If you’re on Instagram, you’ve probably noticed some people post multiple Instagram photos at once.
There are several reasons why it’s useful to post more than one photo. Sometimes you might be attending an event and shoot a number of photos that are similar. You can post a progression of images that follow throughout the event. Or maybe you’ve shot variations of your garden, but can’t decide on a single photo.
It’s super easy to post multiple Instagram photos at once, and I’m going to try to explain it now.
Choose two or more photos that you would like to share in the same post. If you want to take the images and first edit in an app like Pixlr, go ahead and do that first!
Once you have the images selected, go to your photo album and choose the first image in your multiple-image post. Hit the double square icon in the lower right corner. This tells Instagram that you intend to choose other photos.
In this example, I’m going to add a total of three images. Notice the first photo has a “1” over the ghosted preview.
Now the second photo has a “2” showing it is the second picture in the post.
Now The third photo has been selected. Notice Hunter is moving in the lower right corner! Hit “Next.”
The third image has been added to the series, denoted by “3.”
After selecting your images
At this point you can change the order of the images pressing on the white circle with diagonal hashmarks in the lower left corner (see example below). This will allow you to move a photo from one position to another.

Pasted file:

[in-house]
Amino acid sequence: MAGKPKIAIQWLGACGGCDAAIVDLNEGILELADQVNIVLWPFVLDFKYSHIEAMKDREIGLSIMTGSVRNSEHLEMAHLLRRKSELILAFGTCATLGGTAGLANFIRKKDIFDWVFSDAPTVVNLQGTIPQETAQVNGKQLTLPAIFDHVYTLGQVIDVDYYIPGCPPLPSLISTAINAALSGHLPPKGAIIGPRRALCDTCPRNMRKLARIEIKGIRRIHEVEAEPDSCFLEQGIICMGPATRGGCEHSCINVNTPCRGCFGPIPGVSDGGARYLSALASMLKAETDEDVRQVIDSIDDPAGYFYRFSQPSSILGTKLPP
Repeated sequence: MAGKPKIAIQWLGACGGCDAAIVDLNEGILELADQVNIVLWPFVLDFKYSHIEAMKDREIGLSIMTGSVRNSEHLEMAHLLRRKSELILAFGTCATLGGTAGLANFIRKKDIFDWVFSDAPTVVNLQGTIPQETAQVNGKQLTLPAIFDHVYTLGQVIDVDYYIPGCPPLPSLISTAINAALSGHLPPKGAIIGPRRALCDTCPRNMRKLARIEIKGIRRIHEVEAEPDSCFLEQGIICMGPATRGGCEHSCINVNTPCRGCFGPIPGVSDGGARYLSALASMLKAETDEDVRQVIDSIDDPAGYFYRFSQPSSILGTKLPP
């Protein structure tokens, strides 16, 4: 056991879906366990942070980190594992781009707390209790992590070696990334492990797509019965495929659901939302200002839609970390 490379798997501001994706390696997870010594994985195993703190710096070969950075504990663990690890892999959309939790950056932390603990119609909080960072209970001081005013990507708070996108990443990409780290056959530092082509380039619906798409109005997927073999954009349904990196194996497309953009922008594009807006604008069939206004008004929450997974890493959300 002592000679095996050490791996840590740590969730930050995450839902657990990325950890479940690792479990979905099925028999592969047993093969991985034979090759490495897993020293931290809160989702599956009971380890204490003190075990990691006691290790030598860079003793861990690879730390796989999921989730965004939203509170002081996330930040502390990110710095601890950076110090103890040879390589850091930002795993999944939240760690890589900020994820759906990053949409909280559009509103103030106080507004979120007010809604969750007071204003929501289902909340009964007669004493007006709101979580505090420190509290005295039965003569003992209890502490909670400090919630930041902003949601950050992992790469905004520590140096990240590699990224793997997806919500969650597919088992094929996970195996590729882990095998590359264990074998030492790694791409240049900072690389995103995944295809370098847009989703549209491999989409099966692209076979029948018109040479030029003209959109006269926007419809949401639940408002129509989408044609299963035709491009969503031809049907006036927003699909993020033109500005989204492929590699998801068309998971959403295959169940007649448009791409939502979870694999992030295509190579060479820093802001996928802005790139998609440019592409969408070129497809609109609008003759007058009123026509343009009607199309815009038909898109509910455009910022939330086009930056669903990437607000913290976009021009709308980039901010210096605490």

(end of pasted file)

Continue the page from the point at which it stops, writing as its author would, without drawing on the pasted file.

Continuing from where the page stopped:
And this is the time to apply various Instagram filters to the images if you haven’t already pre-processed it elsewhere. If you don’t want to use a filter, no worries! Just move on to the next image by hitting “Next.”
I think I used the “slumber” filter on the first image and “hefe” on the next. You can tweak the filters if you change your mind, and you can apply different filters to each photo.
Time to insert a caption and hashtags! Also, you can designate your location as well as cross-post to Facebook, Twitter or Tumblr. In this case, I chose to cross-post to Facebook.
The final post shows the name, location and first photo with “dots” ••• underneath. The dots indicate the number of photos in the post.
Multiple image posts are seen more than once
Sometimes I see my instagram friends post single images from the same event. The thinking could be they want each image to be seen.
Multiple image posts have a longer than normal viewable life than a single image post. Multiple image posts will re-appear if a viewer sees only your primary image. The next time around, the second photo in the gallery will show up, and so on.
I hope you’ll give it a try and tell me what you think! Enjoy!
Here are a couple of posts that might be of further use:
How do you “Like” or Comment on Instagram? Engaging with followers is one of the most fun parts of being on Instagram. It is gratifying when you share an image and people respond to it by liking it, commenting or even reposting it.
But in order to engage with followers, you first need to have some! Even a few will work to start! If you’re new to Instagram, you can check out recommended follows, or simply follow brands or celebrities you like. Many brands and celebrities don’t reciprocate with likes or comments but you can get the flow of what happens on the platform, and later tweak the list of people whose content you follow.
But how to “Like” or Comment on Instagram? When scrolling through your feed, it takes only a moment to “like” and leave a comment. Some people post the exact same comment on various images so they can rapidly post comments! It’s disingenuous and think most people can tell. Furthermore, if engagement is a goal, making the same comment over and over is more like a bot than a person. Still, any kind of comment takes more effort than a simple “like.”